- A set of small thrusters provides Voyager with the capability for attitude control and trajectory correction. Each of these tiny assemblies has a thrust of only three ounces. In the absence of friction, on a level road, it would take nearly six hours to accelerate a large car up to a speed of 48 km/h (30 mph) using one of the thrusters.
- Voyager’s fuel efficiency (in terms of mpg) is quite impressive. Even though most of the launch vehicle’s 700 ton weight is due to rocket fuel, Voyager 2’s great travel distance of 7.1 billion km (4.4 billion mi) from launch to Neptune resulted in a fuel economy of about 13,000 km per liter (30,000 mi per gallon).
- Barring any serious spacecraft subsystem failures, the Voyagers may survive until the early twenty-first century (~ 2025), when diminishing power and hydrazine levels will prevent further operation. Were it not for these dwindling consumables and the possibility of losing lock on the faint Sun, our tracking antennas could continue to “talk” with the Voyagers for another century or two!
Explanation: Despite their resemblance to R2D2, these three are not the droids you’re looking for. Instead, the enclosures house 1.8 meter Auxiliary Telescopes (ATs) at Paranal Observatory in the Atacama Desert region of Chile. The ATs are designed to be used for interferometry, a technique for achieving extremely high resolution observations, in concert with the observatory’s 8 meter Very Large Telescope units. A total of four ATs are operational, each fitted with a transporter that moves the telescope along a track allowing different arrays with the large unit telescopes. To work as an interferometer, the light from each telescope is then brought to a common focal point by a system of mirrors in underground tunnels. Above these three ATs, the Large and Small Magellanic Clouds are the far far away satellite galaxies of our own Milky Way. In the clear and otherwise dark southern skies, planet Earth’s greenish atmospheric airglow stretches faintly along the horizon.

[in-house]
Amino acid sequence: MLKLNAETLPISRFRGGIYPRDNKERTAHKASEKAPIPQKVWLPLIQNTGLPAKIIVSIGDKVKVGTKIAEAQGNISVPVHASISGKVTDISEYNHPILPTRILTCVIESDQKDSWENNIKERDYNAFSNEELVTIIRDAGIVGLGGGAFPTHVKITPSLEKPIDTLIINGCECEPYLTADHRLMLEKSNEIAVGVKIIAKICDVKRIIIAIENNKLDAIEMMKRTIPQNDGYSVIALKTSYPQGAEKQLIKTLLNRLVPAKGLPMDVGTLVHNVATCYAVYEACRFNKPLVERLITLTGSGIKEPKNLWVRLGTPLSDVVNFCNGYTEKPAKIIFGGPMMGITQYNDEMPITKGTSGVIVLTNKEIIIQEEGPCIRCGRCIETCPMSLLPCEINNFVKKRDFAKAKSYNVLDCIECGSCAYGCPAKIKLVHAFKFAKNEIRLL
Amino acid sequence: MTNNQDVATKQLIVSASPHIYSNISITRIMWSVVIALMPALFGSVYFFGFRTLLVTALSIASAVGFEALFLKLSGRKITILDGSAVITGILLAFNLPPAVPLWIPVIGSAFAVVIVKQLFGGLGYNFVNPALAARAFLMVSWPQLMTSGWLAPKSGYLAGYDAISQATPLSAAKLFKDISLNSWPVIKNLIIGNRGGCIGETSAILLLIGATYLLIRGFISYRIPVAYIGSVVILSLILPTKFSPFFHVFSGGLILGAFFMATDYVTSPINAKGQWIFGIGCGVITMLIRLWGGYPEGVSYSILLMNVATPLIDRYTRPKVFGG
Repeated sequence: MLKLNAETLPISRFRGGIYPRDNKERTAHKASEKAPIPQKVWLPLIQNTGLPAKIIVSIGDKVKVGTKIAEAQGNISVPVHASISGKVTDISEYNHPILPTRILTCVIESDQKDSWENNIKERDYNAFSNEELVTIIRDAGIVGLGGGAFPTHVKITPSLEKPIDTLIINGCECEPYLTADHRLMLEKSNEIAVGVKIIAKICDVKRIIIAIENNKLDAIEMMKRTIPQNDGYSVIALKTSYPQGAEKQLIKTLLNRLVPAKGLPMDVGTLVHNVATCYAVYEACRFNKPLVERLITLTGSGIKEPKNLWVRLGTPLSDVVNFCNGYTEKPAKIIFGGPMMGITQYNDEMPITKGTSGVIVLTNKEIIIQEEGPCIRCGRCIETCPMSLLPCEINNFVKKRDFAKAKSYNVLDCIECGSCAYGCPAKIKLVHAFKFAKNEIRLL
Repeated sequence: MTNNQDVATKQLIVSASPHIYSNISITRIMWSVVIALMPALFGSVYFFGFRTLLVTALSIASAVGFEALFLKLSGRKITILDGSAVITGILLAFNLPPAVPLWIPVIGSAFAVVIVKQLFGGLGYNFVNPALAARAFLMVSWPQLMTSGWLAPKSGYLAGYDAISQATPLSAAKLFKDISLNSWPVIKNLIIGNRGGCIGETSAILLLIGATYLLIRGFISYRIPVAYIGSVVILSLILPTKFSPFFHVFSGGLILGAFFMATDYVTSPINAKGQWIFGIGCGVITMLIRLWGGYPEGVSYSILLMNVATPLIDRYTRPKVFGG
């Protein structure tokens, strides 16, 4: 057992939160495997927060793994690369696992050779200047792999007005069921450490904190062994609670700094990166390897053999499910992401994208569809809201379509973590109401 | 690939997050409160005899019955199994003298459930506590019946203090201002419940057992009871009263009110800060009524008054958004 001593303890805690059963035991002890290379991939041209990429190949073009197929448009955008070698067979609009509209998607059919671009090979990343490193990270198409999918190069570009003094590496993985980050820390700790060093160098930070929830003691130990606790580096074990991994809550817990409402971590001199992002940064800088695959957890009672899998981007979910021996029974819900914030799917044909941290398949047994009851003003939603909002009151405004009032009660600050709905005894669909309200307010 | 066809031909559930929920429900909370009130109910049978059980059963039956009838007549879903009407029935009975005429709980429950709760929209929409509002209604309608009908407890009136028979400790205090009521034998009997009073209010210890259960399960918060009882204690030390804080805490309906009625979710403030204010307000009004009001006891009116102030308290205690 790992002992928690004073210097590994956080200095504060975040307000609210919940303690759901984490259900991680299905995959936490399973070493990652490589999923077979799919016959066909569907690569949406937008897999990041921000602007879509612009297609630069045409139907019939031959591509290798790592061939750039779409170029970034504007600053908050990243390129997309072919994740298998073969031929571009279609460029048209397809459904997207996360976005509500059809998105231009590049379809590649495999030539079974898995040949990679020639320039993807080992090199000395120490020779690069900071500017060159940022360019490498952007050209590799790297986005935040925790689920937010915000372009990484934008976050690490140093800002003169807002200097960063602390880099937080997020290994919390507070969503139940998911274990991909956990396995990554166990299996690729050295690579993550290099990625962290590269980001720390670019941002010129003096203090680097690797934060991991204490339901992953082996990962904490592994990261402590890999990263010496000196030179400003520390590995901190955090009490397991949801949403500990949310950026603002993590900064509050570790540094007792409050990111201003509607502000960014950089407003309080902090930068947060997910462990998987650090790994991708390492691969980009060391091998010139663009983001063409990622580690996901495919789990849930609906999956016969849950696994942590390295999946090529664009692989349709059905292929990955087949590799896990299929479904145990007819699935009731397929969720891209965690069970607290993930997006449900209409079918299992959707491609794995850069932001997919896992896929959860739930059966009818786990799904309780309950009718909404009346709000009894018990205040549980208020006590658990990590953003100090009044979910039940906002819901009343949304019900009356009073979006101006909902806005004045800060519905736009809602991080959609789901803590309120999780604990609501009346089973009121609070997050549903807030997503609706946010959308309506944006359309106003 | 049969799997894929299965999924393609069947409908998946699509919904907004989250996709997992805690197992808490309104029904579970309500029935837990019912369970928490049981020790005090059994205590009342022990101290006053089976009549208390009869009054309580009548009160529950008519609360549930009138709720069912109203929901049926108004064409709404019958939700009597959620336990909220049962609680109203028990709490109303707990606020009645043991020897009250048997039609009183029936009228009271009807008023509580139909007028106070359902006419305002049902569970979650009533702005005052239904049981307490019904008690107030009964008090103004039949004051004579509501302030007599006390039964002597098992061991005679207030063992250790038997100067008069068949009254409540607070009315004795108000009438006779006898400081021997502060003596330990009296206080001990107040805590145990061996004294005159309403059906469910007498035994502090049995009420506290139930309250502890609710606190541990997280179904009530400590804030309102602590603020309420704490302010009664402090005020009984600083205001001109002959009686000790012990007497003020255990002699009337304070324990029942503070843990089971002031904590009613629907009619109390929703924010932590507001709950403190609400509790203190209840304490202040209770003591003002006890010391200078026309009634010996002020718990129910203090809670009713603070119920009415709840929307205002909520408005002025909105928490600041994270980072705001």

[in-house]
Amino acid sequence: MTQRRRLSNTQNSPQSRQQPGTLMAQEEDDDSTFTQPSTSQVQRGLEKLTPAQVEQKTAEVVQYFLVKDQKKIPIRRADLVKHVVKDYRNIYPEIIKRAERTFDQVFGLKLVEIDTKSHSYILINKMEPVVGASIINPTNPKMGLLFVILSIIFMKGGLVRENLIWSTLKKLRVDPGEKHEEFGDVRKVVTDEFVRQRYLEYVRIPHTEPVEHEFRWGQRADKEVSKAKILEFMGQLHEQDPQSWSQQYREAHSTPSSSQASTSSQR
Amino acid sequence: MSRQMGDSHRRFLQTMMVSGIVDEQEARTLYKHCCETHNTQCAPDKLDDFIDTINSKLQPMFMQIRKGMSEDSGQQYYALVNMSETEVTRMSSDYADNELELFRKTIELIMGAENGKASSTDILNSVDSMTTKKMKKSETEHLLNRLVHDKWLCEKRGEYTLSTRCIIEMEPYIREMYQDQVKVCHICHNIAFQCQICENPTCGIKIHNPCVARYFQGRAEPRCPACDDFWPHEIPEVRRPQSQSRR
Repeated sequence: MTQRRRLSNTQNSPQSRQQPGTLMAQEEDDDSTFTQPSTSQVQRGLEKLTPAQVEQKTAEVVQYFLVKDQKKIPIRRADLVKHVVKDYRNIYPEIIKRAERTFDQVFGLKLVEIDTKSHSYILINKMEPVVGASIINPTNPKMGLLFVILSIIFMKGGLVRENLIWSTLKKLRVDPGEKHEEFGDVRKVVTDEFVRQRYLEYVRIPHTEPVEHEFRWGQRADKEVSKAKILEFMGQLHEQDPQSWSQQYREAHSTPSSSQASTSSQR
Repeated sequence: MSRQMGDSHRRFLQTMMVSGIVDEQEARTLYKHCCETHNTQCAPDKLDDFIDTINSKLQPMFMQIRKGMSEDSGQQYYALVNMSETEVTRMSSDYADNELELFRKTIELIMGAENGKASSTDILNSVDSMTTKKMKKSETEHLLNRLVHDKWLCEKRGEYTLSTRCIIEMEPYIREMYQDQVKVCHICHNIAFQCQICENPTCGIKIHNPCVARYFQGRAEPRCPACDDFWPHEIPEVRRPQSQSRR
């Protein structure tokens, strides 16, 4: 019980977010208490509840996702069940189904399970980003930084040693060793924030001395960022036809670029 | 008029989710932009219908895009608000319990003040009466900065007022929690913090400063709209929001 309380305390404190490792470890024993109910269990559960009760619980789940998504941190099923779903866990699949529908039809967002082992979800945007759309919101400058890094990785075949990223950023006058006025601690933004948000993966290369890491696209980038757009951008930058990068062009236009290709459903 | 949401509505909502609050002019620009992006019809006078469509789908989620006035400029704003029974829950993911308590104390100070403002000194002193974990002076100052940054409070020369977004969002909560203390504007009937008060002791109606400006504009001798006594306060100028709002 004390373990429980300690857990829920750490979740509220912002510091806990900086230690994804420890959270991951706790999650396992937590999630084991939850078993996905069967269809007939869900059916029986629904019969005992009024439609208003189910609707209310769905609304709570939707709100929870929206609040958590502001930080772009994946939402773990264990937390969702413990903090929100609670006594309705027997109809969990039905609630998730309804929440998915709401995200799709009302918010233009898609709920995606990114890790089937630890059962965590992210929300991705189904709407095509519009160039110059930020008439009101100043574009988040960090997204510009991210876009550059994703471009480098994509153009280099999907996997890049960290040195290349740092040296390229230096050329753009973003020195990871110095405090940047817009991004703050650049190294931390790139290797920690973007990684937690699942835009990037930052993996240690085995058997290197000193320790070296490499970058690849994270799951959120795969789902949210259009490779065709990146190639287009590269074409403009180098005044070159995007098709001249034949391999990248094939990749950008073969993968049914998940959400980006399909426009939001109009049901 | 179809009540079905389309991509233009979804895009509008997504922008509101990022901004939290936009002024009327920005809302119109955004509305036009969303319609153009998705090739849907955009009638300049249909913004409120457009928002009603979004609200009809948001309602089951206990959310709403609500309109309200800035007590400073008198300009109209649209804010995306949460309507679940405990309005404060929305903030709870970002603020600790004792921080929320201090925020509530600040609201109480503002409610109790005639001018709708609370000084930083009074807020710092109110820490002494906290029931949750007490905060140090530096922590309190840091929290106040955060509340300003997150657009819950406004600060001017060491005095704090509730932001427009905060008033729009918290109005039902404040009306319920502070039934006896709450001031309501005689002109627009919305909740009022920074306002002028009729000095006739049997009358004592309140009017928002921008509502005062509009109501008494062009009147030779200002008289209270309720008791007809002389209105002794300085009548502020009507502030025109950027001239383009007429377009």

Explanation: Climbing into cloudy skies, the Space Shuttle Orbiter Discovery (OV-103) took off from Kennedy Space Center Tuesday at 7 am local time. This time, its final departure from KSC, it rode atop a modified Boeing 747 Shuttle Carrier Aircraft. Following a farewell flyover of the Space Coast, Goddard Space Flight Center, and Washington DC, Discovery headed for Dulles International Airport in Virginia, destined to reside at the Smithsonian’s National Air and Space Museum Udvar-Hazy Center. Discovery retires as NASA’s most traveled shuttle orbiter, covering more than 148 million miles in 39 missions that included the delivery of the Hubble Space Telescope to orbit. Operational from 1984 through 2011, Discovery spent a total of one year in space.
The scientist has a lot of experience with ignorance and doubt and uncertainty, and this experience is of very great importance, I think. When a scientist doesn’t know the answer to a problem, he is ignorant. When he has a hunch as to what the result is, he is uncertain. And when he is pretty damn sure of what the result is going to be, he is still in some doubt.
The Value of Science (1955)
The beauty of a living thing is not the atoms that go into it, but the way those atoms are put together.
Siempre he sabido que la razón porque existen los 29s de febrero es porque la traslación de la Tierra alrededor del sol no es de exactamente 365 días es mas bien algo así como 365.25, pero siempre se aprende algo nuevo, yo no sabia que no hay 29 de febrero si el año termina en 00 a menos que ese año sea divisible entre 400. :-) Fascinating!
Julius Caesar and Leap Days
Credit: Rune Rysstad
Explanation: Today, February 29th, is a leap day - a relatively rare occurrence. In 46 BC, Julius Caesar, pictured above in a self-decreed minted coin, created a calendar system that added one leap day every four years. Acting on advice by Alexandrian astronomer Sosigenes, Caesar did this to make up for the fact that the Earth’s year is slightly more than 365 days. In modern terms, the time it takes for the Earth to circle the Sun is slightly more than the time it takes for the Earth to rotate 365 times (with respect to the Sun — actually we now know this takes about 365.24219 rotations). So, if calendar years contained 365 days they would drift from the actual year by about 1 day every 4 years. Eventually July (named posthumously for Julius Caesar himself) would occur during the northern hemisphere winter! By adopting a leap year with an extra day every four years, the calendar year would drift much less. This Julian Calendar system was used until the year 1582 when Pope Gregory XIIIprovided further fine-tuning when he added that leap days should not occur in years ending in “OO”, unless divisible by 400. This Gregorian Calendar system is the one in common use today.